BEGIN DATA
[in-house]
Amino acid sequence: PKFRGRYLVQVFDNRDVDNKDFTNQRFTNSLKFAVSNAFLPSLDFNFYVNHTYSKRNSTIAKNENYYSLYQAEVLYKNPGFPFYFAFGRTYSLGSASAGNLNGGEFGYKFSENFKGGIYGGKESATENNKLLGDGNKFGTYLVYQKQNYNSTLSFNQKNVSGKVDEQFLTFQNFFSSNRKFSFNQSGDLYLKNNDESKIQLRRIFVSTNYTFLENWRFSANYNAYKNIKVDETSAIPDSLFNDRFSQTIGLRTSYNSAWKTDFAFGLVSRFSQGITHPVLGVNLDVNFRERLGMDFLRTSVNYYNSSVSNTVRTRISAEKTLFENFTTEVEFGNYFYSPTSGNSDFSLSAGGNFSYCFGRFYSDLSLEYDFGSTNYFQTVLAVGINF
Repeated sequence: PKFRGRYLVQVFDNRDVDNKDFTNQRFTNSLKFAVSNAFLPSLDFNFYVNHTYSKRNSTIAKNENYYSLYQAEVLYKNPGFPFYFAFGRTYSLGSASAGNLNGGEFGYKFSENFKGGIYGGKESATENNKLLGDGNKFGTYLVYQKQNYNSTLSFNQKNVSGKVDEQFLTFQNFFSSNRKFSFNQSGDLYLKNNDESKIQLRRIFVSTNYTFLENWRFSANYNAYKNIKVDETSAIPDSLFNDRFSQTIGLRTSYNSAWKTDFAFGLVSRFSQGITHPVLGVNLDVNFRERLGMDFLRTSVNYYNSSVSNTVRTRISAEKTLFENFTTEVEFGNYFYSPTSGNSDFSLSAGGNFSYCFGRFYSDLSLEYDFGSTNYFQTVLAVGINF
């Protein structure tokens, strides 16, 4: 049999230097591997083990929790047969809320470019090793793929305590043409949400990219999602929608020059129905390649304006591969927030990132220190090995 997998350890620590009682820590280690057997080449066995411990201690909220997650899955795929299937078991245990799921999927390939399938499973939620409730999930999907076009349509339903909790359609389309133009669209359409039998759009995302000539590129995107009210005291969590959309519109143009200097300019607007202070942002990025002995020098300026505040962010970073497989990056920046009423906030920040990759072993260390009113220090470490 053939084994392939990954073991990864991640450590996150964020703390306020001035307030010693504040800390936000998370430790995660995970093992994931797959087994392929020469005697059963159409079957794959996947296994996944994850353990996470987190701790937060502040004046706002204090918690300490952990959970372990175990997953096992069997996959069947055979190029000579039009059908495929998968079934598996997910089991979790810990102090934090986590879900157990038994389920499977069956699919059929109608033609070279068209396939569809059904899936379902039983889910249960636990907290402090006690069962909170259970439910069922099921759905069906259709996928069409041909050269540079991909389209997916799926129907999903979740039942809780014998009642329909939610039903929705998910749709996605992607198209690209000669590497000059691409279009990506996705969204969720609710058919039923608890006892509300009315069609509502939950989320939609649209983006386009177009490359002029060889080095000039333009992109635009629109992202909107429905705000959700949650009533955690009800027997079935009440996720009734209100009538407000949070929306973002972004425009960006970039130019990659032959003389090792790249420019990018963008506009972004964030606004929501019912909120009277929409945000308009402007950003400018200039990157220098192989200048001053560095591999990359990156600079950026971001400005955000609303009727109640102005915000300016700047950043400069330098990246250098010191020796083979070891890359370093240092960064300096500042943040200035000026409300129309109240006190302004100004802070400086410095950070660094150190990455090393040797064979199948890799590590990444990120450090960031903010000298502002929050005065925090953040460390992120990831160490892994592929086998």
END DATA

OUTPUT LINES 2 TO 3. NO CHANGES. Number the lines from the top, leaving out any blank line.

Amino acid sequence: PKFRGRYLVQVFDNRDVDNKDFTNQRFTNSLKFAVSNAFLPSLDFNFYVNHTYSKRNSTIAKNENYYSLYQAEVLYKNPGFPFYFAFGRTYSLGSASAGNLNGGEFGYKFSENFKGGIYGGKESATENNKLLGDGNKFGTYLVYQKQNYNSTLSFNQKNVSGKVDEQFLTFQNFFSSNRKFSFNQSGDLYLKNNDESKIQLRRIFVSTNYTFLENWRFSANYNAYKNIKVDETSAIPDSLFNDRFSQTIGLRTSYNSAWKTDFAFGLVSRFSQGITHPVLGVNLDVNFRERLGMDFLRTSVNYYNSSVSNTVRTRISAEKTLFENFTTEVEFGNYFYSPTSGNSDFSLSAGGNFSYCFGRFYSDLSLEYDFGSTNYFQTVLAVGINF
Repeated sequence: PKFRGRYLVQVFDNRDVDNKDFTNQRFTNSLKFAVSNAFLPSLDFNFYVNHTYSKRNSTIAKNENYYSLYQAEVLYKNPGFPFYFAFGRTYSLGSASAGNLNGGEFGYKFSENFKGGIYGGKESATENNKLLGDGNKFGTYLVYQKQNYNSTLSFNQKNVSGKVDEQFLTFQNFFSSNRKFSFNQSGDLYLKNNDESKIQLRRIFVSTNYTFLENWRFSANYNAYKNIKVDETSAIPDSLFNDRFSQTIGLRTSYNSAWKTDFAFGLVSRFSQGITHPVLGVNLDVNFRERLGMDFLRTSVNYYNSSVSNTVRTRISAEKTLFENFTTEVEFGNYFYSPTSGNSDFSLSAGGNFSYCFGRFYSDLSLEYDFGSTNYFQTVLAVGINF